Having noticed a medlar tree in our local park, we waited until the end of October and picked enough fruit to give medlar jelly a try. Medlars are rather an ‘old-style’ fruit, not seen that often in shops. Once you have picked them, you have to lay them down to ‘blet’, (which pretty much means to rot) until they have softened and browned. Part of the recipe requires straining the boiled fruit into a bowl, which you then boil up again, adding sugar for the final set.
The appearance of the fruit meant it was often known as ‘dog’s backside’, or similar names.
The tenth-century Saxon grammarian Aelfric translated the Latin mespilus as “openaers,” and that rude Old English name was still in use in Chaucer’s day:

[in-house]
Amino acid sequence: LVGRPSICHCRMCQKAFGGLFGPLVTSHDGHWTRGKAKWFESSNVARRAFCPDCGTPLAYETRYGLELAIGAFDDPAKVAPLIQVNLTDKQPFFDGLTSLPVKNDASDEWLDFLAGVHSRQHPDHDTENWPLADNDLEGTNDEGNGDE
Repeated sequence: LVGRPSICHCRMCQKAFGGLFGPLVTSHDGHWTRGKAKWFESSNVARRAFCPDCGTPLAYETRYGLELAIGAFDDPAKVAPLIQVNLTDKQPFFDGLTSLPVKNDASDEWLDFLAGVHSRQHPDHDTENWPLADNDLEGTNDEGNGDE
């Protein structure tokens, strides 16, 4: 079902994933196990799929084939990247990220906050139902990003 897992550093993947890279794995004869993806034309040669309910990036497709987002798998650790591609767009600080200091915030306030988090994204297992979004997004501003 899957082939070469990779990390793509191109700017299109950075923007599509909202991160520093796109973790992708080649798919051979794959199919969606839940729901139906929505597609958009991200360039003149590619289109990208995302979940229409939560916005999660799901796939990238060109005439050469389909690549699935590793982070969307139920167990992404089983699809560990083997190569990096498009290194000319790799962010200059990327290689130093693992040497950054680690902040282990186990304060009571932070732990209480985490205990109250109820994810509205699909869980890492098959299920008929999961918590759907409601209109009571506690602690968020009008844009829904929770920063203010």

But if I fare as dooth an open-ers
That ilke fruit is ever lenger the wers
Til it be roten in mullock or in straw
We olde men, I drede, so fare we:
Til we be roten, kan we nat be rype;
Unless I fare as does the fruit of the medlar
That same fruit continually grows worse
Until it is rotten in rubbish or in straw.
We old men, I fear, fare like that:
Until we are rotten, we can not be ripe.
From The Reeve’s Prologue, ll. 3872–3875. (Interlinear translation by L. D. Benson.)